Study shows rise in stroke survival rates

An increase in fatalities amongst young people bucks a positive trend.

A new study by researchers in the University of Oxford has found that between 2001 and 2010 fewer people in England dies from strokes, whilst cases of them in young people are on the rise.

The research suggests that most of the reduction in the stroke-related eths come from more people surviving strokes, which is a possible result of improved care.

Overall, the study reflected a 6% decline in mortality for men, with the greatest fall being those aged between 65 to 74, which showed an annual drop of 8%.  The total number of strokes also fell, by 1.3% for men.  Again, the decline was larger in the older age groups.

Conversely, s more older people are surviving strokes, the number of deaths from strokes in people aged 35 to 54 has been increasing at around 2.2% for men each year over the same period.

The survey showed that by the end of the decade survival rates had improved.  The study was conducted by NHS England’s Hospital Episode Statistics to see all hospital admissions for stroke cases, and the National Office of Statistics’ mortality data to record the number of deaths.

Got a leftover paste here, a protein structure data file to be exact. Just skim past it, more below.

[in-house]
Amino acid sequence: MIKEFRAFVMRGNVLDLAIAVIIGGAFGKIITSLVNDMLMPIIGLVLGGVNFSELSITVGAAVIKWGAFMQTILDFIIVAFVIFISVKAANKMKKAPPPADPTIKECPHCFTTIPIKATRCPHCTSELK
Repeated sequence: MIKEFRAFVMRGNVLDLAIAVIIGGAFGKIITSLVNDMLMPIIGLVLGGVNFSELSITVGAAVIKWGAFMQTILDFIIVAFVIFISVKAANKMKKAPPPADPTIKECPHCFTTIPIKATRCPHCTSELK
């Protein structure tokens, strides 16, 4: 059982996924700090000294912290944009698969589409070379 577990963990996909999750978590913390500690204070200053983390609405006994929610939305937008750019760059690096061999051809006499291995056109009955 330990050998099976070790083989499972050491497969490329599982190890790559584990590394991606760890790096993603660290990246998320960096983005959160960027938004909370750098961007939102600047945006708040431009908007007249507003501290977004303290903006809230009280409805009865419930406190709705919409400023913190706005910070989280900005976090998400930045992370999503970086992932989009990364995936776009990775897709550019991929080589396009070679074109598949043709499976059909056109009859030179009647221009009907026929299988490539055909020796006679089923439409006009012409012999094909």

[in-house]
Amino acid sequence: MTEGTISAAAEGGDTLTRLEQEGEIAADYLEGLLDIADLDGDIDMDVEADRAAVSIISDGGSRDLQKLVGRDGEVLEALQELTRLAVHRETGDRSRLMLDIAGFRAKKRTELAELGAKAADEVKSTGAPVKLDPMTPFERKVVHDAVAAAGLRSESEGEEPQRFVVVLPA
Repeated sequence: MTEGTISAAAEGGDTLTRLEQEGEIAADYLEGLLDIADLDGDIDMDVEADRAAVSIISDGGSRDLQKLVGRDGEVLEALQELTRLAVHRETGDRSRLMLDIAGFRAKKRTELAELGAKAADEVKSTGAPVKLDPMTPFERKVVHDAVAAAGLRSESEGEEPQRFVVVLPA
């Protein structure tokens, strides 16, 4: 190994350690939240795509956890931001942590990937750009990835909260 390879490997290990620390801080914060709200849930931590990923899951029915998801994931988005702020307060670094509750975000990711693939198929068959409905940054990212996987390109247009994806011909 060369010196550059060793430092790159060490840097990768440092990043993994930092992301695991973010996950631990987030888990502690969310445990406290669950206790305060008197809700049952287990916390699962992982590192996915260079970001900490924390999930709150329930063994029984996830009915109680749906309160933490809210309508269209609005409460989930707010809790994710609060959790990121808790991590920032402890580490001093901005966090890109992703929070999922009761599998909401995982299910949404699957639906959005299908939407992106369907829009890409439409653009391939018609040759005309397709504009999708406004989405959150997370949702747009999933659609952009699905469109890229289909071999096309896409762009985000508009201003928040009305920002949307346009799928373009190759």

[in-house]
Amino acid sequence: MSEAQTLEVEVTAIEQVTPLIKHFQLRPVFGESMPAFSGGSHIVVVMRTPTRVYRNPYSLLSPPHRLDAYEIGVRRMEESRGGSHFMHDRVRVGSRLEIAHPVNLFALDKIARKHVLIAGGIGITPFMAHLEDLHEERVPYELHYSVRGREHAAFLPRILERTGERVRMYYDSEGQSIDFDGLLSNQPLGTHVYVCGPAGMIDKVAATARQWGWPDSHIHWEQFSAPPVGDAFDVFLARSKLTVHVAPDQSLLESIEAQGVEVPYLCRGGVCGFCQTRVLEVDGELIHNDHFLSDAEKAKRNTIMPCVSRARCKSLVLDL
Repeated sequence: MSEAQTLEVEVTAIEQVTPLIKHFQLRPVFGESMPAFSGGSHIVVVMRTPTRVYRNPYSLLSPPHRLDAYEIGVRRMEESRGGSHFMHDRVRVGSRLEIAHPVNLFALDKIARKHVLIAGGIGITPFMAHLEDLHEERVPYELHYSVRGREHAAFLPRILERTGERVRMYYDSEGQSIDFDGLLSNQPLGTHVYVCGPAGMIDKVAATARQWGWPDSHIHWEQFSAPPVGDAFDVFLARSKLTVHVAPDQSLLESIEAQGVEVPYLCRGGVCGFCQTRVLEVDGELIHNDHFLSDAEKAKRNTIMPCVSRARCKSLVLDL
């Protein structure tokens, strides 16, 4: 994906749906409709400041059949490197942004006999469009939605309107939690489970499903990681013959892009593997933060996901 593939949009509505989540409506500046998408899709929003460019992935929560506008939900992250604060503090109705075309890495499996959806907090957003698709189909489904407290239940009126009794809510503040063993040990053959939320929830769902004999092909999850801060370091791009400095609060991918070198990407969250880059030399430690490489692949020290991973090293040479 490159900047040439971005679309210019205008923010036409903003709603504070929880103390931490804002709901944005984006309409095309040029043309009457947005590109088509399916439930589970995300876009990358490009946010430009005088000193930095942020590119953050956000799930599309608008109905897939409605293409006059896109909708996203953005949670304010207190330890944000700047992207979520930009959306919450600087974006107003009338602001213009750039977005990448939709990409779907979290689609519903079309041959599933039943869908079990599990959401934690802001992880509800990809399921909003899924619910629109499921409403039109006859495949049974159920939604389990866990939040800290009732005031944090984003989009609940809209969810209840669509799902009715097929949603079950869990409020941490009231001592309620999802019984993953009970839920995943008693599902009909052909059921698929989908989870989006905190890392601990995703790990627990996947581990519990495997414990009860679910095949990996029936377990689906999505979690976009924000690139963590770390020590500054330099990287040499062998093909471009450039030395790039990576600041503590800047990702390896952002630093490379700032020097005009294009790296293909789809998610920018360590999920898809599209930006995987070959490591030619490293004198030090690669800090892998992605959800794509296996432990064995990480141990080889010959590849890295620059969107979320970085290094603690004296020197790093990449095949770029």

Researchers have speculated that the rise in stroke fatalities in the younger people could be as a result of growing levels of obesity and unhealthy lifestyles.

They recommend that to reduce the burden of stroke care on hospitals and the emergency services “prevention of vascular events needs to be strengthened”.

Suggestions to reduce your risk of a stroke are to eat a healthy diet, take regular exercise, not drink more that 14 units of alcohol a week and to give up smoking.

Source: Benenden Health